drive means coupled with said driven means for driving said impeller means to pump molten solder compound from said sump in said inlet and upwardly in said fountain and out said orifice to form a standing wave located above said apparatus so work pieces to be soldered may be passed along any horizontal path to engage said wave, and the activity of workmen working therewith will be unobstructed by said drive means.

2. Wave soldering apparatus as set forth in claim 1 wherein:

said barrier means includes a barrier tube telescoped over said driveshaft means and projecting from said opening to said pump means.

3. Wave soldering apparatus as set forth in claim 1 wherein:

said impeller means is arranged with its axis extending vertically and is formed in its center with a through vertical passage; and

said driveshaft means includes hollow drive pipe means projecting upwardly from the center of said impeller and terminating in an upper extremity disposed above said predetermined level and a driveshaft projecting upwardly into said driveshaft pipe means; and

coupling means coupling said upper extremity of said drive pipe means to the. upper extremity of said driveshaft.

4. Wave soldering apparatus as set forth in claim 1 wherein: a

said pump means is disposed exteriorly of said fountain and is arranged with the axis of said impeller 6 means extending vertically, said pump means insaid shaft-receiving opening is formed in the bottom cluding a housing formed in its top and bottom wall of said sump for and receiving said shaft sides with respective upper and lower inlets for remeans ceiving a selected ratio of solder and oil compound for said pump means whereby oil compound means may be floated on said molten solder and a predetermined ratio of oil compound means will be drawn in said inlets during operation of said pump 6. Wave soldering apparatus as set forth in claim 1 5 that includes:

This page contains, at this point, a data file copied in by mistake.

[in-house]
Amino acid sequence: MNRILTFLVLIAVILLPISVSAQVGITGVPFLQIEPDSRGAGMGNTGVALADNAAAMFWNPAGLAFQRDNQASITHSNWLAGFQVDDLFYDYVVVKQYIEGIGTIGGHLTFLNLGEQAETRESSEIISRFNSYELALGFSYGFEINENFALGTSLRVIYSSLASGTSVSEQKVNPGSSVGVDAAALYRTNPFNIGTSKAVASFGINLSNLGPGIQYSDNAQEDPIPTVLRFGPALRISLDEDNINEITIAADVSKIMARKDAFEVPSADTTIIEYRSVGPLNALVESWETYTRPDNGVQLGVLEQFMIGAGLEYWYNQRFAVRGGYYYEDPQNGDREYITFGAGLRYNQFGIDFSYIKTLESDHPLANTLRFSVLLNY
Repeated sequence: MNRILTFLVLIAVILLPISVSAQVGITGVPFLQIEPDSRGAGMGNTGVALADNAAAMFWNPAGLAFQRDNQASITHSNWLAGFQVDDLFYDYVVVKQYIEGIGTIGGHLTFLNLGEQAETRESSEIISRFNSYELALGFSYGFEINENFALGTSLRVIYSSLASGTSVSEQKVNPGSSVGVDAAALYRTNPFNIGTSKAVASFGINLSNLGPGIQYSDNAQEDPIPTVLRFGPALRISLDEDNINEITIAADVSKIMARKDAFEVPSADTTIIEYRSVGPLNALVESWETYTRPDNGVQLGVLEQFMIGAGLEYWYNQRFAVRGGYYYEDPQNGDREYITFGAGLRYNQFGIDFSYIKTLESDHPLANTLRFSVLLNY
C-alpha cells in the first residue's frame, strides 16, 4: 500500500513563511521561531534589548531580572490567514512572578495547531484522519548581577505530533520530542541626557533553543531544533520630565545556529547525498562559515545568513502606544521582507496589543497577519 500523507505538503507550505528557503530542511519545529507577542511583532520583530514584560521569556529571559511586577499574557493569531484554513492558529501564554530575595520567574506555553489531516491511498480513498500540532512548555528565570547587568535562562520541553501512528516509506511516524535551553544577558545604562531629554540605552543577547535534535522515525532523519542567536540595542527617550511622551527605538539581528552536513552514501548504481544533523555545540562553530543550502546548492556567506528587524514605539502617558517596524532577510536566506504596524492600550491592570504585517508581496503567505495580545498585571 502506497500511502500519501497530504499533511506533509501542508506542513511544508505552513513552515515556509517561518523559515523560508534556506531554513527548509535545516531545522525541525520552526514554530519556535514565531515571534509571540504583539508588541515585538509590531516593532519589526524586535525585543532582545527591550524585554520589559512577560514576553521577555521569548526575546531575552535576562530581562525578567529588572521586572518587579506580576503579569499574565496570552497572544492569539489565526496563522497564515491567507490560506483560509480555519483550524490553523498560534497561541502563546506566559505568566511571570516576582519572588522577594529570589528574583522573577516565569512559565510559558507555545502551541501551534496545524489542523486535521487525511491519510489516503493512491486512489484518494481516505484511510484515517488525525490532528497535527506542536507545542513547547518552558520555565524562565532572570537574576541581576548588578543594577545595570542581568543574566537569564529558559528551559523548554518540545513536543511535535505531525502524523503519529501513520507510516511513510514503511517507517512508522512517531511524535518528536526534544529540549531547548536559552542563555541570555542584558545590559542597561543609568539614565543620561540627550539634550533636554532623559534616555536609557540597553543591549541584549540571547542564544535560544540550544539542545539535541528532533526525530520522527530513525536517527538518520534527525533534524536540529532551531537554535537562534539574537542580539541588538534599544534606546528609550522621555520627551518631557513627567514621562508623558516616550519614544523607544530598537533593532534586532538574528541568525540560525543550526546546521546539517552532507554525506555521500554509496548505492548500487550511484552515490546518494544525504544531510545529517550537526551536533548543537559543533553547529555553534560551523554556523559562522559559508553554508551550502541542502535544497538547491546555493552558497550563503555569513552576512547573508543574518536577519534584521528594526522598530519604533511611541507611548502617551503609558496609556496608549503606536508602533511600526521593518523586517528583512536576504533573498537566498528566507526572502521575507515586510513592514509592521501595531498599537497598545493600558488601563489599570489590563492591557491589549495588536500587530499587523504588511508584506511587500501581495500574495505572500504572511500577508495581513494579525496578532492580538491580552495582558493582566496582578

bearing means interposed between said driveshaft means and said barrier means. 7. Wave soldering apparatus as set forth in claim 3 means. 5. Wave soldering apparatus as set forth in claim 1 10 that Includes: wherein: bearing means interposed between said drlveshaft said impeller means is arranged with its axis extendm a and aid arri r means. ing vertically;

Patent Citations
Cited PatentFiling datePublication dateApplicantTitle
US3037274 *Mar 6, 1957Jun 5, 1962Western Electric CoMethods of and apparatus for mass soldering wiring boards
US3039185 *Jul 23, 1957Jun 19, 1962Rca CorpSoldering apparatus and method
US3082520 *Mar 12, 1958Mar 26, 1963Motorola IncAutomatic soldering machine and method
US3196829 *Feb 21, 1963Jul 27, 1965Fry S Metal Foundries LtdSoldering machines
Referenced by
Citing PatentFiling datePublication dateApplicantTitle
US4069358 *Jan 28, 1976Jan 17, 1978Olin CorporationCopper or copper alloys, standing waves
US4208002 *Aug 18, 1978Jun 17, 1980Hollis Engineering, Inc.Wave soldering system
US4447001 *Dec 11, 1980May 8, 1984Banner/Technical Devices Company, Inc.Adjustably dimensioned uniformly distributed solder wave apparatus
US4603804 *Apr 25, 1984Aug 5, 1986Kabushiki Kaisha Tamura SeisakushoAutomatic soldering apparatus
US5513424 *Feb 15, 1995May 7, 1996Compagnie Europeene De Composants Electroniques LccMethod for the manufacture of foil capacitors
US6367677Sep 28, 2000Apr 9, 2002Hill-Rom Services, Inc.Wave solder apparatus and method
US6688511Jan 16, 2002Feb 10, 2004Hill-Rom Services, Inc.Wave solder apparatus and method
US20110293903 *May 20, 2011Dec 1, 2011Samsung Electronics Co., Ltd.Wave soldering apparatus to apply buoyancy, soldering method, and method of forming solder bumps for flip chips on a substrate
EP0278885A1 *Feb 2, 1988Aug 17, 1988O.S.L. Outillages Scientifiques Et De Laboratoires S.A.Apparatus for soldering printed circuits on a board
Classifications
U.S. Classification228/37, 228/40, 118/400
International ClassificationB23K3/06
Cooperative ClassificationB23K3/0653, B23K2201/42
European ClassificationB23K3/06D2